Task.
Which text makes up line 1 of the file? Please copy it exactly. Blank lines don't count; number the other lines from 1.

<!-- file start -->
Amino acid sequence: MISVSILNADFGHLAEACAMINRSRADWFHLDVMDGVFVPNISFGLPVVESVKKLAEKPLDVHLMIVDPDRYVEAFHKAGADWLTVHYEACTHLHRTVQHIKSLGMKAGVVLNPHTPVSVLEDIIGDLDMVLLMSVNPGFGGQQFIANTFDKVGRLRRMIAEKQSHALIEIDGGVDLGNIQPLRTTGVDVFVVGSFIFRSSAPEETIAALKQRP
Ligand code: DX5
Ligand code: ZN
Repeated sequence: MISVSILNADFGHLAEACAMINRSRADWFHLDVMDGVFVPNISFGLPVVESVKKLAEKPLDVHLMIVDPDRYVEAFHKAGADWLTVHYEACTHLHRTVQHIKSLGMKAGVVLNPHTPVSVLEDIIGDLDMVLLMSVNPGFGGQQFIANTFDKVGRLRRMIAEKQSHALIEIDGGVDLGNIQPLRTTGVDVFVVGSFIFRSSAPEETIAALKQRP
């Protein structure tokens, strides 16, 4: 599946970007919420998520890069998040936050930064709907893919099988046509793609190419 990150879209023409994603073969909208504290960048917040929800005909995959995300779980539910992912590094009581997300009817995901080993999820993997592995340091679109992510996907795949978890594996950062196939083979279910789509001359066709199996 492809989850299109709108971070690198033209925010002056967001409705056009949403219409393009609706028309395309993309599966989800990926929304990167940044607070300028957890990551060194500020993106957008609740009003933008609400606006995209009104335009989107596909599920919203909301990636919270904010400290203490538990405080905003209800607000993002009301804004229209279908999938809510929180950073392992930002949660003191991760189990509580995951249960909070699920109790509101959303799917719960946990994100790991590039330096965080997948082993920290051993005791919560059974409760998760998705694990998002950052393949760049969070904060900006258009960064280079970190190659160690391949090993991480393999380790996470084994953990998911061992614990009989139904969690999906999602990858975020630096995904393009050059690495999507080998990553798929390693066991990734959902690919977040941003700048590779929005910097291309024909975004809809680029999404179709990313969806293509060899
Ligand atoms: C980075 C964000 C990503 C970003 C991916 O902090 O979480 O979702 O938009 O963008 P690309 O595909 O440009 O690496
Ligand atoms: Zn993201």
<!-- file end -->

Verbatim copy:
Amino acid sequence: MISVSILNADFGHLAEACAMINRSRADWFHLDVMDGVFVPNISFGLPVVESVKKLAEKPLDVHLMIVDPDRYVEAFHKAGADWLTVHYEACTHLHRTVQHIKSLGMKAGVVLNPHTPVSVLEDIIGDLDMVLLMSVNPGFGGQQFIANTFDKVGRLRRMIAEKQSHALIEIDGGVDLGNIQPLRTTGVDVFVVGSFIFRSSAPEETIAALKQRP